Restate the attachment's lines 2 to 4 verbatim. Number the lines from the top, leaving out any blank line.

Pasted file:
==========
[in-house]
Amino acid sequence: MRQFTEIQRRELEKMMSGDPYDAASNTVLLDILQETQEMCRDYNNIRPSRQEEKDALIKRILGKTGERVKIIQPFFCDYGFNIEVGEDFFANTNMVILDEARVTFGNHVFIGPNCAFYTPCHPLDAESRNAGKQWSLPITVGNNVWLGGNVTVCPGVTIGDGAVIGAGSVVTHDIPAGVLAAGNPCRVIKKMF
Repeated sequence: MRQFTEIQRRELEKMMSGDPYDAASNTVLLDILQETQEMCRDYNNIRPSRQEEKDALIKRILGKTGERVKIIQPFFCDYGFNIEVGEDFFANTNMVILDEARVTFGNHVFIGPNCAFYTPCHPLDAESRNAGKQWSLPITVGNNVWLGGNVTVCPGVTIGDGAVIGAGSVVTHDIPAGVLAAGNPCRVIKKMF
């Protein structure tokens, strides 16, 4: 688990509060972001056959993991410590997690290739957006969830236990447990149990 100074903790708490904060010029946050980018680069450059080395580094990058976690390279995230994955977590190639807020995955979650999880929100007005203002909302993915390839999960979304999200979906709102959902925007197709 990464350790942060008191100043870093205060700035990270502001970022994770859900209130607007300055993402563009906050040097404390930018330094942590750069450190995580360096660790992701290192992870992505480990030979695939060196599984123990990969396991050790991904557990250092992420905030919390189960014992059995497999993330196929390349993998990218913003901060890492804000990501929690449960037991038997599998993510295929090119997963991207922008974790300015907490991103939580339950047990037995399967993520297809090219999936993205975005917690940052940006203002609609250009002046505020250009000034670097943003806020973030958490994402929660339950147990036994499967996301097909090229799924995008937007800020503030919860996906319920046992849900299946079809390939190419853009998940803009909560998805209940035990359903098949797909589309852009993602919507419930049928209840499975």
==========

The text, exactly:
Amino acid sequence: MRQFTEIQRRELEKMMSGDPYDAASNTVLLDILQETQEMCRDYNNIRPSRQEEKDALIKRILGKTGERVKIIQPFFCDYGFNIEVGEDFFANTNMVILDEARVTFGNHVFIGPNCAFYTPCHPLDAESRNAGKQWSLPITVGNNVWLGGNVTVCPGVTIGDGAVIGAGSVVTHDIPAGVLAAGNPCRVIKKMF
Repeated sequence: MRQFTEIQRRELEKMMSGDPYDAASNTVLLDILQETQEMCRDYNNIRPSRQEEKDALIKRILGKTGERVKIIQPFFCDYGFNIEVGEDFFANTNMVILDEARVTFGNHVFIGPNCAFYTPCHPLDAESRNAGKQWSLPITVGNNVWLGGNVTVCPGVTIGDGAVIGAGSVVTHDIPAGVLAAGNPCRVIKKMF
């Protein structure tokens, strides 16, 4: 688990509060972001056959993991410590997690290739957006969830236990447990149990 100074903790708490904060010029946050980018680069450059080395580094990058976690390279995230994955977590190639807020995955979650999880929100007005203002909302993915390839999960979304999200979906709102959902925007197709 990464350790942060008191100043870093205060700035990270502001970022994770859900209130607007300055993402563009906050040097404390930018330094942590750069450190995580360096660790992701290192992870992505480990030979695939060196599984123990990969396991050790991904557990250092992420905030919390189960014992059995497999993330196929390349993998990218913003901060890492804000990501929690449960037991038997599998993510295929090119997963991207922008974790300015907490991103939580339950047990037995399967993520297809090219999936993205975005917690940052940006203002609609250009002046505020250009000034670097943003806020973030958490994402929660339950147990036994499967996301097909090229799924995008937007800020503030919860996906319920046992849900299946079809390939190419853009998940803009909560998805209940035990359903098949797909589309852009993602919507419930049928209840499975």